Artificial Grass installation in Carlisle
Read our Artificial grass installation guide to learn more about what we do.
The key to a good artificial lawn is a free-draining and smooth bed. To achieve this we strip away the top 100mm of soil or turf and place a permeable geotextile on the prepared subgrade. It’s important to remove the turf and root system to prevent grow back, if it can’t be removed it should be sprayed in advance. It’s good practice to smooth the subgrade as much as possible to minimise settlement later on. A mini digger and laser level make this task easier.
The area is backfilled with subbase and well compacted using a plate compactor. The subbase provides a stable and free-draining base for the lawn. The most common reason for fitting an artificial lawn is the old lawn was boggy, a subbase foundation helps overcome any issues with drainage further on. I have seen companies suggest that stripping the old turf away is enough prep and a dusting of sand sufficient…perhaps that’s the case in some areas of the country but Carlisle has heavy soil with a clay subsoil and drainage is generally pretty poor.
The finish layer is 25mm of course grit sand, this is compacted and screed bars set in to follow the profile final profile. The area is smoothed using a long wooden batten and the sections of carpet laid out over the prepared bed.
Moving the entire roll of grass isn’t easy, cut it into the lengths you need and move those to the work area. A carpet trolley is a great help but you can improvise and use a length of timber or pole inside the roll of grass to help pick it up.
On larger artificial grass installations it’s often necessary to join one or more strips of the carpet together, it’s also good practice to fix the grass down using adhesive bonded to a perimeter concrete strip. Wooden battens can be used but are not as durable.
Any joins need to be carefully aligned. It’s important to note that the nap of the carpet has to be matched, perpendicular or reversed joints will be visible and consideration given to the final layout to minimise unusable offcuts.
The carpet should be allowed to settle for a while to allow it to relax because the carpet will have been rolled up since manufacture. This is a good time for a cup of tea!
Glue the join
The joint itself is created by gluing a strip of geotextile across the underside of the two sections of carpet. The edges of the two pieces of grass are folded back then mixed adhesive is spread along the joining tape/textile using a toothed trowel or glue box. The join is created by carefully folding the carpet edges back down working along the length of the join. Press the join down with a flat object to ensure the glue takes hold. Sometimes is necessary to weigh the lawn down to prevent wind lifting the carpet while the join sticks. You can weigh the joint down too if you like but if you spread the glue correctly it should be fine.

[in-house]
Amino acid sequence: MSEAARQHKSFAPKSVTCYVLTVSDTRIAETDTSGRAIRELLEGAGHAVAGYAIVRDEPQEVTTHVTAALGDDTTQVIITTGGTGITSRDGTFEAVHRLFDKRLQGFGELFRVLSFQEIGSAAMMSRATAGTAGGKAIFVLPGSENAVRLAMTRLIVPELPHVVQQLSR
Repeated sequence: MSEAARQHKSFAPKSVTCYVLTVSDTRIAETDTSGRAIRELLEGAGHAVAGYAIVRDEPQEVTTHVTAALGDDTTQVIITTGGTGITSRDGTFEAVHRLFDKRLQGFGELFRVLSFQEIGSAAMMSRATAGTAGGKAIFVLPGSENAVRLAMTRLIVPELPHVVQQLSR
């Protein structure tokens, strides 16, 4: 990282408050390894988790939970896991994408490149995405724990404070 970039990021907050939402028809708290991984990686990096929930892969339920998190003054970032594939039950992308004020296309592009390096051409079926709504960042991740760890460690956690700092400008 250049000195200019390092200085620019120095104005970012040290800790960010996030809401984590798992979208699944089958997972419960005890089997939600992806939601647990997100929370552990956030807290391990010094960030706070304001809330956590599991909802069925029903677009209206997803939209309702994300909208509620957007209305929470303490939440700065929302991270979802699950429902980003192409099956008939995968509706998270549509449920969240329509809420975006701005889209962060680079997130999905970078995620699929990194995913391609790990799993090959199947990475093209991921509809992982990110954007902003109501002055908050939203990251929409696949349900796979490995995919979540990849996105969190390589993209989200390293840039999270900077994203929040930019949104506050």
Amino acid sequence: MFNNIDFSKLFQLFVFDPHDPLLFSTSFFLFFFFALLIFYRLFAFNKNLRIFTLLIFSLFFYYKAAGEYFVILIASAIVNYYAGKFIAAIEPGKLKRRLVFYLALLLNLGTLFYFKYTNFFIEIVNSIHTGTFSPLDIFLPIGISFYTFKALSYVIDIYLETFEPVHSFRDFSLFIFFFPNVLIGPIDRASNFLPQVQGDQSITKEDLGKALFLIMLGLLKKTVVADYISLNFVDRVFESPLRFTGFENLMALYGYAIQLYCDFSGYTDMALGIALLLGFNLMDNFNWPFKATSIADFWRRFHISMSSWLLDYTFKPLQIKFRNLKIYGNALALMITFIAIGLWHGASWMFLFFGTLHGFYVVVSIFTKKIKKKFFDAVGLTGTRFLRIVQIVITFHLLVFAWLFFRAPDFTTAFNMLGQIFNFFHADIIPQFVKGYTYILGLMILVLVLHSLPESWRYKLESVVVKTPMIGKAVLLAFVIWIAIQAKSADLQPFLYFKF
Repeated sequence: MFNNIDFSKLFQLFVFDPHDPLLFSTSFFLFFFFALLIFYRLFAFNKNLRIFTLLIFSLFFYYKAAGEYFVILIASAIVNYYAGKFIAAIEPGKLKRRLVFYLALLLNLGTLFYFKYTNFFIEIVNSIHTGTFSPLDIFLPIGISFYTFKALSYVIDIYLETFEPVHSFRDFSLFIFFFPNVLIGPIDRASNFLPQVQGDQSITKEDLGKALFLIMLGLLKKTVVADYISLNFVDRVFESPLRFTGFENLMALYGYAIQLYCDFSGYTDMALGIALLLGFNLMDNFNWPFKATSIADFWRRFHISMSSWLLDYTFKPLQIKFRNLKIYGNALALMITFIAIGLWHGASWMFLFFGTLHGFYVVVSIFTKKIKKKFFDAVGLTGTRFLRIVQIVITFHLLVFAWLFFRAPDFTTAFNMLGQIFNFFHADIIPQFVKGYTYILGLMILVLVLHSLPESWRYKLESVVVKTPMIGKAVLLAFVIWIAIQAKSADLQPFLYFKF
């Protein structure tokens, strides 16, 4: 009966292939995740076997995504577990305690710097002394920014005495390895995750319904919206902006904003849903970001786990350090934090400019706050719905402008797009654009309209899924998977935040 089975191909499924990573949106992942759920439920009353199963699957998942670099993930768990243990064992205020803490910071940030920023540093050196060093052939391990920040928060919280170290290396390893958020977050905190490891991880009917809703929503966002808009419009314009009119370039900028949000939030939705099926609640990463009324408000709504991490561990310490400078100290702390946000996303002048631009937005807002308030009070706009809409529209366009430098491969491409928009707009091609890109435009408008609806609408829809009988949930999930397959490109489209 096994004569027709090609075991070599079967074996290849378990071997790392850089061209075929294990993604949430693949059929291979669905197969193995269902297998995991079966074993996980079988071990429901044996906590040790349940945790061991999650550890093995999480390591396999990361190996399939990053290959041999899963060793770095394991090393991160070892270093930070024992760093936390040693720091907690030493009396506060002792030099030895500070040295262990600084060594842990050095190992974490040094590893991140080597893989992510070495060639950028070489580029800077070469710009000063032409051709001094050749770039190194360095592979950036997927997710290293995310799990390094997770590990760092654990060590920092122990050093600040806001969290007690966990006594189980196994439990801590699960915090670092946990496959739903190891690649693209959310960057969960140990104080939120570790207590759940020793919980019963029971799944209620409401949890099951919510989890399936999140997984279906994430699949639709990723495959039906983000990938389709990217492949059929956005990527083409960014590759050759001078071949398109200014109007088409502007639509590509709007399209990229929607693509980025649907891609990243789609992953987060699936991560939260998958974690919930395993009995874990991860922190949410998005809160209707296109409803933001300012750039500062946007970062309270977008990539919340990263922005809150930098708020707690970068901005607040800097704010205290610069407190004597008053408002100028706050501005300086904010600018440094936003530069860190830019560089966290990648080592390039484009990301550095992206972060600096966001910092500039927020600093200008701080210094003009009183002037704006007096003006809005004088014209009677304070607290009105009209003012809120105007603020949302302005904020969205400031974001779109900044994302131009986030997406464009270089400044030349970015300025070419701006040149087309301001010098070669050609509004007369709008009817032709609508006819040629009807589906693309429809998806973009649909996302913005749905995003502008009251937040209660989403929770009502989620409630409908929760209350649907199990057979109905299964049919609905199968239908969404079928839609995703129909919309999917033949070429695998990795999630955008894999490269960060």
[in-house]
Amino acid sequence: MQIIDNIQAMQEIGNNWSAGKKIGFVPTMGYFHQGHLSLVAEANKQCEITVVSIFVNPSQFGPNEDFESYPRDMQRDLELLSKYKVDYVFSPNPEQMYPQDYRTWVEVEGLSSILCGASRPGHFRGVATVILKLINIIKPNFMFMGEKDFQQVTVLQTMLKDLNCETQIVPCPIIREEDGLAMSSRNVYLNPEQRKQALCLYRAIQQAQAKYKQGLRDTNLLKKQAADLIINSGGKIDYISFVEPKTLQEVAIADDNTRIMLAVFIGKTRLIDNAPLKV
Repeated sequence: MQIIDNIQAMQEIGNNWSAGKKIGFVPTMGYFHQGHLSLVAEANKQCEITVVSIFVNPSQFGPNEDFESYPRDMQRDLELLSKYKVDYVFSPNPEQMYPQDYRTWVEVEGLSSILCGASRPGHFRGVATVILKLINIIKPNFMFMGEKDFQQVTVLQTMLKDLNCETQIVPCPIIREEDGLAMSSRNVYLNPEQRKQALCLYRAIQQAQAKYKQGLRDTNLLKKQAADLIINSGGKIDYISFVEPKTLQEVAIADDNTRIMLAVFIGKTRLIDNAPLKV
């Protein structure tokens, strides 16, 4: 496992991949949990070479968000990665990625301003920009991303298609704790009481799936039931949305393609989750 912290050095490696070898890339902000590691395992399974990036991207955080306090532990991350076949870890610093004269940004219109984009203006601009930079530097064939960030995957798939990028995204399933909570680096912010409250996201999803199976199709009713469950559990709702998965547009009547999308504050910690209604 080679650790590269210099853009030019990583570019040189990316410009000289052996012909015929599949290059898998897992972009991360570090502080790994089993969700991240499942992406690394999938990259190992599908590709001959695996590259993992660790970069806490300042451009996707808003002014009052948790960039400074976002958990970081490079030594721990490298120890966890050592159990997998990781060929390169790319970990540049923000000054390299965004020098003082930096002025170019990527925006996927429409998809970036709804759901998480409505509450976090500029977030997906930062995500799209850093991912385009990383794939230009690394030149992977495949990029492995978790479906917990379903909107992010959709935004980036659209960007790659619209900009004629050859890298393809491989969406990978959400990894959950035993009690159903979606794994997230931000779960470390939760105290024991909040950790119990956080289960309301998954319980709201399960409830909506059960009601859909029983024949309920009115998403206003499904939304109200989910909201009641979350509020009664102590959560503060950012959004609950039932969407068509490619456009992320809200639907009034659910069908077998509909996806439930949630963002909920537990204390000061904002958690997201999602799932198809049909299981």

Some manufacturers sell joining tape and tubes of glue, its fine to use but joining large areas is this way is costly. We use a two-part polyurethane special designed for the job that can be bought in bulk. Geotextile is much cheaper than the joining tape, does a better job and if you’re a contractor chances are you’ll have some onsite from the subgrade prep.
Once all the pieces are joined and cured the entire carpet needs to be trimmed to fit the area, it’s easier to cut the reverse of the carpet than the pile use a utility knife and take your time. Curves can be cut from the top side of the grass with care, an extra long blade is useful. When you’re happy with the perimeter cuts peel back the edge and prepare the concrete strip with adhesive. Work along the perimeter lowering the carpet down as you go. It’s a good idea to weight the edge down with bricks or blocks until the glue has set.
When you’re happy that the glue is fully set (leave it overnight if you’re not sure) the nap can be brushed brushed up using a power broom or a stiff brush. Some installations call for an application of top dressing such as sand or rubber chips, this is only really needed for sports pitches or areas of heavy traffic but each job is different. The main disadvantage of using a top dressing is that the sand or rubber will migrate about and can be trafficked back into the house by children and pets. If the lawn is purely decorative and is fixed down correctly it’s ok to give it a miss.
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Frequently asked questions
Is artificial grass suitable for pets? Yes the grass is non-toxic. It’s also very resiliant and easy to keep clean and you won’t get the muddy paws you get from a natural lawn.
Will weeds grow through it? No, stripping the old lawn away and placingthe memebrane beneath the subbase will eliminate the possibilty of weeds growing through the lawn.
How do I keep the lawn it clean? The lawn will need very little cleaning, it can be brushed to remove leaf litter and debris. We offer an anual maintenance package and can powerbroom the lawn to keep it looking great.
If my dog does his business on the lawn will it smell? If you install the lawn correctly and design it for pets then it will be fine, the grass carpet is porous and rainwater will rinse the lawn.